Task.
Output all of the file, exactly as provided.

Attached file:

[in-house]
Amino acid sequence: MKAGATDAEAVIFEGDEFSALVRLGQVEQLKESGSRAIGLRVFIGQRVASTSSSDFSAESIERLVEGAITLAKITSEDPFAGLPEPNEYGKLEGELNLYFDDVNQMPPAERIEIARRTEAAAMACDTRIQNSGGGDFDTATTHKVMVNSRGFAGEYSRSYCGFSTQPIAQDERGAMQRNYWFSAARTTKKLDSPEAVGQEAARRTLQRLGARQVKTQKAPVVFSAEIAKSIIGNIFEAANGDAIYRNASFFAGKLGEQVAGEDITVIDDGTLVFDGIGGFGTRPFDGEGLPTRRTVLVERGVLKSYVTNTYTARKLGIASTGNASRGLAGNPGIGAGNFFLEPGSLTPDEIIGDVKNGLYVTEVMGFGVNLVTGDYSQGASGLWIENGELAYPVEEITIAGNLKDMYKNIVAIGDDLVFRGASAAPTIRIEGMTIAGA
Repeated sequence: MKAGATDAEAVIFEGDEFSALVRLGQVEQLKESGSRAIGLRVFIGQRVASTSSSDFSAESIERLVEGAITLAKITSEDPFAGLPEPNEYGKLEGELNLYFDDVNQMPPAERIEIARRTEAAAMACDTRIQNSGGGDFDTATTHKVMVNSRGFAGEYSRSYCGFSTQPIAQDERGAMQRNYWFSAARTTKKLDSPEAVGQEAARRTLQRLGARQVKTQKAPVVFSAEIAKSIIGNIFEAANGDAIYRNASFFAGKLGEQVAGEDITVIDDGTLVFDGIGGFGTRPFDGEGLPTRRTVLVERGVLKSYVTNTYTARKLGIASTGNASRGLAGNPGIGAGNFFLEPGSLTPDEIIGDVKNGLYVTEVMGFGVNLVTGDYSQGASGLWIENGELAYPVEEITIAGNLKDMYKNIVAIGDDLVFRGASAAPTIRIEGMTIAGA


[in-house]
Amino acid sequence: MKAGATDAEAVIFEGDEFSALVRLGQVEQLKESGSRAIGLRVFIGQRVASTSSSDFSAESIERLVEGAITLAKITSEDPFAGLPEPNEYGKLEGELNLYFDDVNQMPPAERIEIARRTEAAAMACDTRIQNSGGGDFDTATTHKVMVNSRGFAGEYSRSYCGFSTQPIAQDERGAMQRNYWFSAARTTKKLDSPEAVGQEAARRTLQRLGARQVKTQKAPVVFSAEIAKSIIGNIFEAANGDAIYRNASFFAGKLGEQVAGEDITVIDDGTLVFDGIGGFGTRPFDGEGLPTRRTVLVERGVLKSYVTNTYTARKLGIASTGNASRGLAGNPGIGAGNFFLEPGSLTPDEIIGDVKNGLYVTEVMGFGVNLVTGDYSQGASGLWIENGELAYPVEEITIAGNLKDMYKNIVAIGDDLVFRGASAAPTIRIEGMTIAGA
Repeated sequence: MKAGATDAEAVIFEGDEFSALVRLGQVEQLKESGSRAIGLRVFIGQRVASTSSSDFSAESIERLVEGAITLAKITSEDPFAGLPEPNEYGKLEGELNLYFDDVNQMPPAERIEIARRTEAAAMACDTRIQNSGGGDFDTATTHKVMVNSRGFAGEYSRSYCGFSTQPIAQDERGAMQRNYWFSAARTTKKLDSPEAVGQEAARRTLQRLGARQVKTQKAPVVFSAEIAKSIIGNIFEAANGDAIYRNASFFAGKLGEQVAGEDITVIDDGTLVFDGIGGFGTRPFDGEGLPTRRTVLVERGVLKSYVTNTYTARKLGIASTGNASRGLAGNPGIGAGNFFLEPGSLTPDEIIGDVKNGLYVTEVMGFGVNLVTGDYSQGASGLWIENGELAYPVEEITIAGNLKDMYKNIVAIGDDLVFRGASAAPTIRIEGMTIAGA